An increase in the incidence of adenocarcinoma of the cervix in young women below the age of 35 years in the last three decades has aroused an interest in precancerous glandular lesions of cervix. Helper et al. in 1952 for the first time described glandular lesions showing highly atypical endocervical glands adjacent to frankly invasive adenocarcinoma of cervix, Friedell and Makay in 1953 also found two similar cases and coined the term Adenocarcinoma-in-situ (AIS) for these abnormalities. However, subsequently it became apparent that not all cases had severe enough abnormalities to be labelled as AIS. Cases with less severe cellular abnormality have been called endocervicaldysplasia, 11 Endocervical glandular dysplasia (EGD) and atypical hyperplasia.Pc Brown
and Wells (1986) divided EGD into low grade and high grade EGD depending upon the severity of cellular alterations’”. Jaworsky (1990) however does not advocate the subdivision.P Gloor and Hurlimann (1986) on the analogy of squamous lesions classified abnormal glandular lesions as Cervical Intraepithelial Glandular Neoplasia (CIGN) and divided into three grades of I, Il and III depending upon the severity of cytologic abnormality and mitotic activity.” CIGN I and Il corresponded to atypical hyperplasia and CIGN III corresponded to AIS: Since there is no conclusive evidence based on scientific data to show that CIGN I and Il are truly neoplastic lesions and progress to invasive adenocarcinoma, Kurman et aJ. (1992) prefer to use the term Atypical Endocervical Hyperplasia for these lesions.


Natural history of precancerous lesions is considered a dynamic process characterized by progression, persistence or regression. Several epidemiological studies have now established that high grade lesions are more likely to progress to invasive cancer than low grade lesions over a period of 5-15 years.t? Oster (1993) in his review using life table analysis found that for CIN I the likelihood of regression was 57%, of persistence 32%, of progression to CIN III 11 % and to invasive cancer 1 %49. Comparable figures for CIN Il are 43%, 35%, 22%, 5%; and for CIN Ill, 32% regress, 56% persist and 12% progress to invasive cancer. It is important however to note that it is not a must that all low grade lesions progress through high grade lesions to invasive cancer since many low grade CIN lesions may progress to cancer without intervening stages of II-III and many high risk lesions arise de novo .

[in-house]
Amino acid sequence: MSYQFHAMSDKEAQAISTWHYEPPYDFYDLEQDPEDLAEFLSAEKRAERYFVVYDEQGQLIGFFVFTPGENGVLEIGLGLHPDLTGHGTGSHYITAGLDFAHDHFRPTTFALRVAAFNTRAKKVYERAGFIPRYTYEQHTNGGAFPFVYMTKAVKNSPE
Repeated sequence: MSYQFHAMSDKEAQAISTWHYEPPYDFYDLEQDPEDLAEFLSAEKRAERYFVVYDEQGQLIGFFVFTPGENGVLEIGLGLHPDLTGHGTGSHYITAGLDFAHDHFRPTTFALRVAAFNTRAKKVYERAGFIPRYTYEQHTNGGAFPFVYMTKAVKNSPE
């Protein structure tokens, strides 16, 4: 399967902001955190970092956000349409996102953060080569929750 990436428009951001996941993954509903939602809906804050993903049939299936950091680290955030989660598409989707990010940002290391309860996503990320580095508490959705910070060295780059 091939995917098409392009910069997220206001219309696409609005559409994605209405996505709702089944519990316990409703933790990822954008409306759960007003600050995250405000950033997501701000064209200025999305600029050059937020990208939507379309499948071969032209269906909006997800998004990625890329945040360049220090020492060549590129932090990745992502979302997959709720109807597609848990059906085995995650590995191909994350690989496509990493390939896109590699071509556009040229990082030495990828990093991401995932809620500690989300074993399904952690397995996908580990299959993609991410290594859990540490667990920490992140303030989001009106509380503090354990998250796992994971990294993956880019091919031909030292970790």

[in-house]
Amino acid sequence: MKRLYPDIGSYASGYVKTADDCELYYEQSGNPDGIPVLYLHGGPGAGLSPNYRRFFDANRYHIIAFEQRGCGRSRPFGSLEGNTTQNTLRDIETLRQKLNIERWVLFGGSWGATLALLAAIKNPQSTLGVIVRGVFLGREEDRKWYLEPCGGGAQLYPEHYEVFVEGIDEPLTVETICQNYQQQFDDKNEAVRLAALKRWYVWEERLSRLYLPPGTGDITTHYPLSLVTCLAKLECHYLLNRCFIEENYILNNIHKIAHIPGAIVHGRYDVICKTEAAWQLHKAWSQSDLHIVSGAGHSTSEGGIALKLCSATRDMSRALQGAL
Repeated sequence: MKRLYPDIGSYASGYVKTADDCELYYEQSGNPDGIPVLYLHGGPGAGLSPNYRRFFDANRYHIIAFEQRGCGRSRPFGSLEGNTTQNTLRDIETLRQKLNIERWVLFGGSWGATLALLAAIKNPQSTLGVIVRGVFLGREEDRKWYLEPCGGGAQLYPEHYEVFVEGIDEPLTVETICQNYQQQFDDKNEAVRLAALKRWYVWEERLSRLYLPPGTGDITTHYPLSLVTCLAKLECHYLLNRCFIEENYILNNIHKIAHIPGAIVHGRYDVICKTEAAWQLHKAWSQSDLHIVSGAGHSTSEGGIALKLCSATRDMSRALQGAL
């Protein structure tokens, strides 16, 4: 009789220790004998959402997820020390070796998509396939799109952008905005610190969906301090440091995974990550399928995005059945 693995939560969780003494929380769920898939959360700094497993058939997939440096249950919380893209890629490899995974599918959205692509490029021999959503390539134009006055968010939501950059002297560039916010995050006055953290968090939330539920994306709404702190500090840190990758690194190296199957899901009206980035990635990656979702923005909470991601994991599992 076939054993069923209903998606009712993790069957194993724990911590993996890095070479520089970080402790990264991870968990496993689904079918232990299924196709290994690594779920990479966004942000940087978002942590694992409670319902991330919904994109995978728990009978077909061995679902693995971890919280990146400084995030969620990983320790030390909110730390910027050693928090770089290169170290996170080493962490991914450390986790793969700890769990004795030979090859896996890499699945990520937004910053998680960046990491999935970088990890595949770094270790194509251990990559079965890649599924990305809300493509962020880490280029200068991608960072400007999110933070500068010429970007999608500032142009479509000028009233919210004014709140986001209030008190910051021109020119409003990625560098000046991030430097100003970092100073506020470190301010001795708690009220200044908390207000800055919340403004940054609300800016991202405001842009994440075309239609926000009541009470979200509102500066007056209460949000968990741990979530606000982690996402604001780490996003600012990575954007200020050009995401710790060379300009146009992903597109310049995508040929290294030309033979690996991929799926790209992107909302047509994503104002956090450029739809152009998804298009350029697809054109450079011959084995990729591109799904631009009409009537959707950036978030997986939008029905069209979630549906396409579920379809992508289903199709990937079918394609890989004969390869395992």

The risk factors for the development of precancerous lesions are similar to those implicated in the carcinogenesis of invasive cancer, namely early age at marriage, multiple partners, promiscuity, smoking, tobacco chewing, oral contraceptives and genital infections particularly human papilloma virus infection.

HPV infectum has received much attention in the last two decades and the detection of HPV DNA in lesions has become an important adjunct to diagnosis of precancerous lesions.F It has been documented in many studies that the majority of low grade lesions are associated with low risk HPV 6, 11 and high grade lesions show high risk HPV types 16, 18, 30, 33, 35. HPV subtyping in abnormal Pap smears can be used in management of cases. The role of HPV infection in carcinogenesis has been dealt with in a separate chapter.